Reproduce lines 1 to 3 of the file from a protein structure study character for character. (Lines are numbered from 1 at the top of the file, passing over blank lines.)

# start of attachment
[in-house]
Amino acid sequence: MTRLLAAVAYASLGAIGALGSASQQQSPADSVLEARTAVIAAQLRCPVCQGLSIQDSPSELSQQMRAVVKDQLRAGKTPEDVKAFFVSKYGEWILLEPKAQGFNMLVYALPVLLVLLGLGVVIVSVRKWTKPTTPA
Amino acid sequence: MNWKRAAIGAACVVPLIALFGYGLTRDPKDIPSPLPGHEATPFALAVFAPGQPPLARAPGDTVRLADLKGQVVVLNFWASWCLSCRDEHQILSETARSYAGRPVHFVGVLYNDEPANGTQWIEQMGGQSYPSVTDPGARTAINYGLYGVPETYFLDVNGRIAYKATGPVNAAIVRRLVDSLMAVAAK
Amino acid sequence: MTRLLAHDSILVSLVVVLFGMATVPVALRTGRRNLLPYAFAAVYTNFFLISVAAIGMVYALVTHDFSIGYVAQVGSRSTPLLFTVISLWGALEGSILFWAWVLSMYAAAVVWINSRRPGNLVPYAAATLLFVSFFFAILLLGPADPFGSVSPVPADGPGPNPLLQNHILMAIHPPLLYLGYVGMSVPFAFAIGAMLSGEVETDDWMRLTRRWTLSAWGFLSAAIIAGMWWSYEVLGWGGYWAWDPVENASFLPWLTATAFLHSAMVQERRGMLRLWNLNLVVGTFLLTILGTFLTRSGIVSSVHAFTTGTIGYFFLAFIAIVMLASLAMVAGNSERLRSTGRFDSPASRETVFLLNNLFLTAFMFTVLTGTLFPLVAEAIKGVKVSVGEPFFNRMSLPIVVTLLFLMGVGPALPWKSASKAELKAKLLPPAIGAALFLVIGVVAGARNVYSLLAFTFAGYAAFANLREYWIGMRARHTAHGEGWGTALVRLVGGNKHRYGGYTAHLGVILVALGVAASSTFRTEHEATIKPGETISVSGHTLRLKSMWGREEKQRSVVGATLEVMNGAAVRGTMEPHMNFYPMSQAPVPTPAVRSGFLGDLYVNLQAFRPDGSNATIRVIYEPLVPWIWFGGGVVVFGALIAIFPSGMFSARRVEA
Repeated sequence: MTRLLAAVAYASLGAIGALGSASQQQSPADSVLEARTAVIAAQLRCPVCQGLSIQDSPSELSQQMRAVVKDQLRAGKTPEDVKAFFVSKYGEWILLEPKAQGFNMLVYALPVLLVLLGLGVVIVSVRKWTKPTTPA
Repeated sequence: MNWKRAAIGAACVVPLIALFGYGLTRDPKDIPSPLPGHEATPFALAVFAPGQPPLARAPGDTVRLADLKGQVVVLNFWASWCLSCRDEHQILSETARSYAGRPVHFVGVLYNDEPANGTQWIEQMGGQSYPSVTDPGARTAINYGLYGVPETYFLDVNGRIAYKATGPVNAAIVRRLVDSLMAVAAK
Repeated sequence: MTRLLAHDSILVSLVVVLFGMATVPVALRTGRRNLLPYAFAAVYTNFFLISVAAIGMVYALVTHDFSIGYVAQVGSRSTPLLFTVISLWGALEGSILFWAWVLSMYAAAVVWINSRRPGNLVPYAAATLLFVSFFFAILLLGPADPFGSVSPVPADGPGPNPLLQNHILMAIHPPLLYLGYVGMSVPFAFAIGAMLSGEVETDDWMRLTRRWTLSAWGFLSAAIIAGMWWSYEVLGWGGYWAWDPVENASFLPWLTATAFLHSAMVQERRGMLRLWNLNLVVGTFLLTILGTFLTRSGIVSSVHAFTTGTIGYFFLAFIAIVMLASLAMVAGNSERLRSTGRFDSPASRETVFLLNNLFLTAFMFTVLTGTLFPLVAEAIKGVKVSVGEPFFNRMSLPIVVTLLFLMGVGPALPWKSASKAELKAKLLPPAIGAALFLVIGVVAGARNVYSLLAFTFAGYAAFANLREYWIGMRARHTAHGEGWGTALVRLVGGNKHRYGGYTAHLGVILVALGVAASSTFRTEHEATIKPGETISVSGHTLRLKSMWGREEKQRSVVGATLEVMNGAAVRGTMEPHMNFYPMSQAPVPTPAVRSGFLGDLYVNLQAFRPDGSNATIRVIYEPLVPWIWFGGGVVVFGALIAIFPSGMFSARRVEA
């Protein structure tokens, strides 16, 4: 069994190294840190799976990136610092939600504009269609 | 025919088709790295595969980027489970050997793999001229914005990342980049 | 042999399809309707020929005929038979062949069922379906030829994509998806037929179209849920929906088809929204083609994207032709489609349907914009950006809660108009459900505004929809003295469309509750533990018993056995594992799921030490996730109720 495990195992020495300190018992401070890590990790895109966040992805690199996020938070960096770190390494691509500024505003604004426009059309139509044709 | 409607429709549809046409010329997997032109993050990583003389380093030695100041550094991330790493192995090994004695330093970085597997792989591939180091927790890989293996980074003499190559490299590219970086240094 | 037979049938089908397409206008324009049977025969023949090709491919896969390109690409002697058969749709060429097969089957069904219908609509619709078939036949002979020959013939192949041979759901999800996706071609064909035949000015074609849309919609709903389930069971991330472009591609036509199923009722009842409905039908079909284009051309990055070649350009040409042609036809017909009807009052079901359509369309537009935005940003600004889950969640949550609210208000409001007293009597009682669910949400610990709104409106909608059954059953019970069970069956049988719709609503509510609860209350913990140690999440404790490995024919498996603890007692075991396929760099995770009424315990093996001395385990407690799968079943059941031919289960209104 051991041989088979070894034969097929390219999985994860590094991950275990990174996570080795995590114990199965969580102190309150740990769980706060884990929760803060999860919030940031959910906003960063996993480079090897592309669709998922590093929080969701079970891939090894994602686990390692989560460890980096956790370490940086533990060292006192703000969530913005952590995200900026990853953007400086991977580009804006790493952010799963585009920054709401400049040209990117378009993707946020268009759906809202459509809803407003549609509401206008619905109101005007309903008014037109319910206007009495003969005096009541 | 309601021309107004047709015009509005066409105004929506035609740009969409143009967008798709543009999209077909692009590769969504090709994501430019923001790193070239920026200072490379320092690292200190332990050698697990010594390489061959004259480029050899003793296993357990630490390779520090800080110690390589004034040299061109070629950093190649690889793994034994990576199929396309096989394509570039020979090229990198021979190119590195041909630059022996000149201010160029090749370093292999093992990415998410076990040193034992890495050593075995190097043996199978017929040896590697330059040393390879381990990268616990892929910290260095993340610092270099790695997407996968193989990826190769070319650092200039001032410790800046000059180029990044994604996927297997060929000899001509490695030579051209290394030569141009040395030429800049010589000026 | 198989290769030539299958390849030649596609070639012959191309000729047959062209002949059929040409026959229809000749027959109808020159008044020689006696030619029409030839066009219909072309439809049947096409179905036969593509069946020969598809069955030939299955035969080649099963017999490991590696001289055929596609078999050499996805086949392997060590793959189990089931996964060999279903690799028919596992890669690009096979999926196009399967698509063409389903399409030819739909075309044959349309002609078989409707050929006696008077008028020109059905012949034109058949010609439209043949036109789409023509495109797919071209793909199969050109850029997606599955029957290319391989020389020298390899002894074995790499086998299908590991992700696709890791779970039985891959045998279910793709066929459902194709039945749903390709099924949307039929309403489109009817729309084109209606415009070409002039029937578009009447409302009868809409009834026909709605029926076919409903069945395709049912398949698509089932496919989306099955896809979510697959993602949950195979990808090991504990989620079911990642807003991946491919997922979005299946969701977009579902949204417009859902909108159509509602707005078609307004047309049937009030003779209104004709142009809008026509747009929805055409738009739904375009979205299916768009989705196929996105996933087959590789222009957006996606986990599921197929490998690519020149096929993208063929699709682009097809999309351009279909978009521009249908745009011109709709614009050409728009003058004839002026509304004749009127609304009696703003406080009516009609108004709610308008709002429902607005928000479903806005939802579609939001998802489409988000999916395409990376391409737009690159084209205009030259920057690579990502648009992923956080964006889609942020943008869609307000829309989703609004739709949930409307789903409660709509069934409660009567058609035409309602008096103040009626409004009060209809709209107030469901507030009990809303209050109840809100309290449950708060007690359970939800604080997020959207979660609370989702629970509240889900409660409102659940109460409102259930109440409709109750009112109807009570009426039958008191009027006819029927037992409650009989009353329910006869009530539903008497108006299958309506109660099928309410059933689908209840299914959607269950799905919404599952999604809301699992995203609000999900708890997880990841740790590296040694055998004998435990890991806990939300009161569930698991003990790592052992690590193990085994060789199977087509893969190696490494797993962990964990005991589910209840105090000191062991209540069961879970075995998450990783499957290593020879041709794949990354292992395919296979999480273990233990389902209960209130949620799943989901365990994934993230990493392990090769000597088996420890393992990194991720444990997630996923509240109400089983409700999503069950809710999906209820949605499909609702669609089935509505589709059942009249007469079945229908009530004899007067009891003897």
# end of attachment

[in-house]
Amino acid sequence: MTRLLAAVAYASLGAIGALGSASQQQSPADSVLEARTAVIAAQLRCPVCQGLSIQDSPSELSQQMRAVVKDQLRAGKTPEDVKAFFVSKYGEWILLEPKAQGFNMLVYALPVLLVLLGLGVVIVSVRKWTKPTTPA
Amino acid sequence: MNWKRAAIGAACVVPLIALFGYGLTRDPKDIPSPLPGHEATPFALAVFAPGQPPLARAPGDTVRLADLKGQVVVLNFWASWCLSCRDEHQILSETARSYAGRPVHFVGVLYNDEPANGTQWIEQMGGQSYPSVTDPGARTAINYGLYGVPETYFLDVNGRIAYKATGPVNAAIVRRLVDSLMAVAAK